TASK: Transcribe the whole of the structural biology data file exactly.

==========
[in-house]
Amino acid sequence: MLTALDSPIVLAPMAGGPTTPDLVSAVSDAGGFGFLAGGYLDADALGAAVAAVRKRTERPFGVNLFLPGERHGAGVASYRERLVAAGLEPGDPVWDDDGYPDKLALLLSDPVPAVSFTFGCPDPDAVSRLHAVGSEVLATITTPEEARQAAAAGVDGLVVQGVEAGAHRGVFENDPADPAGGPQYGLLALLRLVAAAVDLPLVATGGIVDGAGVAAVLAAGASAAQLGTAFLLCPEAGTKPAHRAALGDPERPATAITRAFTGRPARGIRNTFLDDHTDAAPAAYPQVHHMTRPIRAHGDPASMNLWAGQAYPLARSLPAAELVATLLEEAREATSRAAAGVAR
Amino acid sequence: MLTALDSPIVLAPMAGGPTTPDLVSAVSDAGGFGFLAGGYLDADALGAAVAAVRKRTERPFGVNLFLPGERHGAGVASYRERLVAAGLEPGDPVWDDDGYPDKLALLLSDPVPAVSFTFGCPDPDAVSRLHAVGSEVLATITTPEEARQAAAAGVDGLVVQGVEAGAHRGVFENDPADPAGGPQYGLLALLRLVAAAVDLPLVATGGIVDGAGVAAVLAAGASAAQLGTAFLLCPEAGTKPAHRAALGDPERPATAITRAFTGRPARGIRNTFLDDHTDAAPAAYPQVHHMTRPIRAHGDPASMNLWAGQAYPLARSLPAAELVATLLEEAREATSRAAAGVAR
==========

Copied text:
[in-house]
Amino acid sequence: MLTALDSPIVLAPMAGGPTTPDLVSAVSDAGGFGFLAGGYLDADALGAAVAAVRKRTERPFGVNLFLPGERHGAGVASYRERLVAAGLEPGDPVWDDDGYPDKLALLLSDPVPAVSFTFGCPDPDAVSRLHAVGSEVLATITTPEEARQAAAAGVDGLVVQGVEAGAHRGVFENDPADPAGGPQYGLLALLRLVAAAVDLPLVATGGIVDGAGVAAVLAAGASAAQLGTAFLLCPEAGTKPAHRAALGDPERPATAITRAFTGRPARGIRNTFLDDHTDAAPAAYPQVHHMTRPIRAHGDPASMNLWAGQAYPLARSLPAAELVATLLEEAREATSRAAAGVAR
Amino acid sequence: MLTALDSPIVLAPMAGGPTTPDLVSAVSDAGGFGFLAGGYLDADALGAAVAAVRKRTERPFGVNLFLPGERHGAGVASYRERLVAAGLEPGDPVWDDDGYPDKLALLLSDPVPAVSFTFGCPDPDAVSRLHAVGSEVLATITTPEEARQAAAAGVDGLVVQGVEAGAHRGVFENDPADPAGGPQYGLLALLRLVAAAVDLPLVATGGIVDGAGVAAVLAAGASAAQLGTAFLLCPEAGTKPAHRAALGDPERPATAITRAFTGRPARGIRNTFLDDHTDAAPAAYPQVHHMTRPIRAHGDPASMNLWAGQAYPLARSLPAAELVATLLEEAREATSRAAAGVAR